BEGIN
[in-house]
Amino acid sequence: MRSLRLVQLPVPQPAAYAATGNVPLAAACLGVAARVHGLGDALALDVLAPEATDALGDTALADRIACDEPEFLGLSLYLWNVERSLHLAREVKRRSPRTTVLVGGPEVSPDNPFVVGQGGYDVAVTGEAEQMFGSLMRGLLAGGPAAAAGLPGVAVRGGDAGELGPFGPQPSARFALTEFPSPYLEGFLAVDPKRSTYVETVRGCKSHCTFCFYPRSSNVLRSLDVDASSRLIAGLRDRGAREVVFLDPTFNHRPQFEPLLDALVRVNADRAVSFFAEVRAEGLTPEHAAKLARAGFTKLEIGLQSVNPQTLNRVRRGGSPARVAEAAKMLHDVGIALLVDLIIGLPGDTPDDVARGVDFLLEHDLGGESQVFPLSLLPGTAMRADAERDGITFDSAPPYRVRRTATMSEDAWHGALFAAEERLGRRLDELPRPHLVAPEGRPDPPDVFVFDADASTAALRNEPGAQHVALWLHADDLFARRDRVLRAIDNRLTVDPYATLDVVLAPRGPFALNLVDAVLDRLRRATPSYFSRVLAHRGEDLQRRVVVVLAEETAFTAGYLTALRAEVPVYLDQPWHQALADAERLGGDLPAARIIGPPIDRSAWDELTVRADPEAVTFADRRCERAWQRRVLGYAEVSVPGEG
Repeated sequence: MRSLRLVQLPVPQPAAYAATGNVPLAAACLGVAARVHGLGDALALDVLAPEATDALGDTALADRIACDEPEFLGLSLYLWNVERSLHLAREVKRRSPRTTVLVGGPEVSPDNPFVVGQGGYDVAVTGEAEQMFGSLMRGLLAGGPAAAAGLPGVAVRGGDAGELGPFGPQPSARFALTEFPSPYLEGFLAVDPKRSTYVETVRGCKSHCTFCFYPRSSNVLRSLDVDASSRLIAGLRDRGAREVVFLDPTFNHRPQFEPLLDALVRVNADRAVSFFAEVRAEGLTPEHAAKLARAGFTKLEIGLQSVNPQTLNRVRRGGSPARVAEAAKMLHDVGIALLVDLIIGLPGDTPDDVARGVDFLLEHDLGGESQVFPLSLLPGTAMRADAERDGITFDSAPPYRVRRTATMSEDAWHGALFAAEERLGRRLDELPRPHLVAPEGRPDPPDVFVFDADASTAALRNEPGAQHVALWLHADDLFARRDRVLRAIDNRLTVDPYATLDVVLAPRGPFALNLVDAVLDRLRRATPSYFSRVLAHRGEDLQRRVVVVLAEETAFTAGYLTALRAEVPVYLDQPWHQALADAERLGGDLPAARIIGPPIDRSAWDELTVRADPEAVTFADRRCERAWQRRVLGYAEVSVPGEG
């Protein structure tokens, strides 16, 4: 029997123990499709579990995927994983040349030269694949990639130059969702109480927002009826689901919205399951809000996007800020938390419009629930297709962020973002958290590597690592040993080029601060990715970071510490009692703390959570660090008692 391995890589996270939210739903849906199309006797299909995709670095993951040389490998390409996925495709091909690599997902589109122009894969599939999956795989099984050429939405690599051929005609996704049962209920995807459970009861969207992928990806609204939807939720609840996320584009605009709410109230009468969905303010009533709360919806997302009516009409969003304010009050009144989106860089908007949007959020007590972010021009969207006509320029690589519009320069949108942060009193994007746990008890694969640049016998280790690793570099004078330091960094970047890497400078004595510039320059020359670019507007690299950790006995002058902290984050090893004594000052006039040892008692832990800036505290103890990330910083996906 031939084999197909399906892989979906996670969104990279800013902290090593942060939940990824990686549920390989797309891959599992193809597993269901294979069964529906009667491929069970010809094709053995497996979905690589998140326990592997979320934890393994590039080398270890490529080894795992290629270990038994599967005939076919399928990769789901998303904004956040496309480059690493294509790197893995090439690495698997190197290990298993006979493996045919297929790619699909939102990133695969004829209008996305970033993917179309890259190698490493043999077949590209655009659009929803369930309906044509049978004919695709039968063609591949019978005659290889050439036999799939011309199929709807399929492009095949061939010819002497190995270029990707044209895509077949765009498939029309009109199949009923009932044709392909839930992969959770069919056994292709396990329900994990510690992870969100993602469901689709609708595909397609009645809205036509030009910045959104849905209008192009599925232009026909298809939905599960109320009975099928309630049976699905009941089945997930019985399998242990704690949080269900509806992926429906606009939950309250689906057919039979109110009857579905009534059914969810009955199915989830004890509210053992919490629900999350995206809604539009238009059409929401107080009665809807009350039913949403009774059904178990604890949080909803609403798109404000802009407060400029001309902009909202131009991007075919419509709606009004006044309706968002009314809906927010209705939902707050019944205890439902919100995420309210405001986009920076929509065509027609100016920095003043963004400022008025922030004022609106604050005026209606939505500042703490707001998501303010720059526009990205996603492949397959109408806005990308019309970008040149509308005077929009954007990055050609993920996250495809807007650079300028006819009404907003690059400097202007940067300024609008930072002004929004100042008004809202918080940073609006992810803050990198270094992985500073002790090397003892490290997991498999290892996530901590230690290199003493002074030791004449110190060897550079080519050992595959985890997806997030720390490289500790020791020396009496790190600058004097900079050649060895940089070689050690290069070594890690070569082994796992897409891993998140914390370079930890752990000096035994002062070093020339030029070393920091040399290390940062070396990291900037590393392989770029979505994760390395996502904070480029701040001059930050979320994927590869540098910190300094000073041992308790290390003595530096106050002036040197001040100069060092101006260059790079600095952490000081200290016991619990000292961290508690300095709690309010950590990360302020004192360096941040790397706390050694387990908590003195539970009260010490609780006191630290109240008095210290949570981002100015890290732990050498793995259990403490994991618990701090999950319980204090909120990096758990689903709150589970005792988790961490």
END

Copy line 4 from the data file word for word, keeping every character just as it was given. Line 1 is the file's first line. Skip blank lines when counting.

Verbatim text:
């Protein structure tokens, strides 16, 4: 029997123990499709579990995927994983040349030269694949990639130059969702109480927002009826689901919205399951809000996007800020938390419009629930297709962020973002958290590597690592040993080029601060990715970071510490009692703390959570660090008692 391995890589996270939210739903849906199309006797299909995709670095993951040389490998390409996925495709091909690599997902589109122009894969599939999956795989099984050429939405690599051929005609996704049962209920995807459970009861969207992928990806609204939807939720609840996320584009605009709410109230009468969905303010009533709360919806997302009516009409969003304010009050009144989106860089908007949007959020007590972010021009969207006509320029690589519009320069949108942060009193994007746990008890694969640049016998280790690793570099004078330091960094970047890497400078004595510039320059020359670019507007690299950790006995002058902290984050090893004594000052006039040892008692832990800036505290103890990330910083996906 031939084999197909399906892989979906996670969104990279800013902290090593942060939940990824990686549920390989797309891959599992193809597993269901294979069964529906009667491929069970010809094709053995497996979905690589998140326990592997979320934890393994590039080398270890490529080894795992290629270990038994599967005939076919399928990769789901998303904004956040496309480059690493294509790197893995090439690495698997190197290990298993006979493996045919297929790619699909939102990133695969004829209008996305970033993917179309890259190698490493043999077949590209655009659009929803369930309906044509049978004919695709039968063609591949019978005659290889050439036999799939011309199929709807399929492009095949061939010819002497190995270029990707044209895509077949765009498939029309009109199949009923009932044709392909839930992969959770069919056994292709396990329900994990510690992870969100993602469901689709609708595909397609009645809205036509030009910045959104849905209008192009599925232009026909298809939905599960109320009975099928309630049976699905009941089945997930019985399998242990704690949080269900509806992926429906606009939950309250689906057919039979109110009857579905009534059914969810009955199915989830004890509210053992919490629900999350995206809604539009238009059409929401107080009665809807009350039913949403009774059904178990604890949080909803609403798109404000802009407060400029001309902009909202131009991007075919419509709606009004006044309706968002009314809906927010209705939902707050019944205890439902919100995420309210405001986009920076929509065509027609100016920095003043963004400022008025922030004022609106604050005026209606939505500042703490707001998501303010720059526009990205996603492949397959109408806005990308019309970008040149509308005077929009954007990055050609993920996250495809807007650079300028006819009404907003690059400097202007940067300024609008930072002004929004100042008004809202918080940073609006992810803050990198270094992985500073002790090397003892490290997991498999290892996530901590230690290199003493002074030791004449110190060897550079080519050992595959985890997806997030720390490289500790020791020396009496790190600058004097900079050649060895940089070689050690290069070594890690070569082994796992897409891993998140914390370079930890752990000096035994002062070093020339030029070393920091040399290390940062070396990291900037590393392989770029979505994760390395996502904070480029701040001059930050979320994927590869540098910190300094000073041992308790290390003595530096106050002036040197001040100069060092101006260059790079600095952490000081200290016991619990000292961290508690300095709690309010950590990360302020004192360096941040790397706390050694387990908590003195539970009260010490609780006191630290109240008095210290949570981002100015890290732990050498793995259990403490994991618990701090999950319980204090909120990096758990689903709150589970005792988790961490």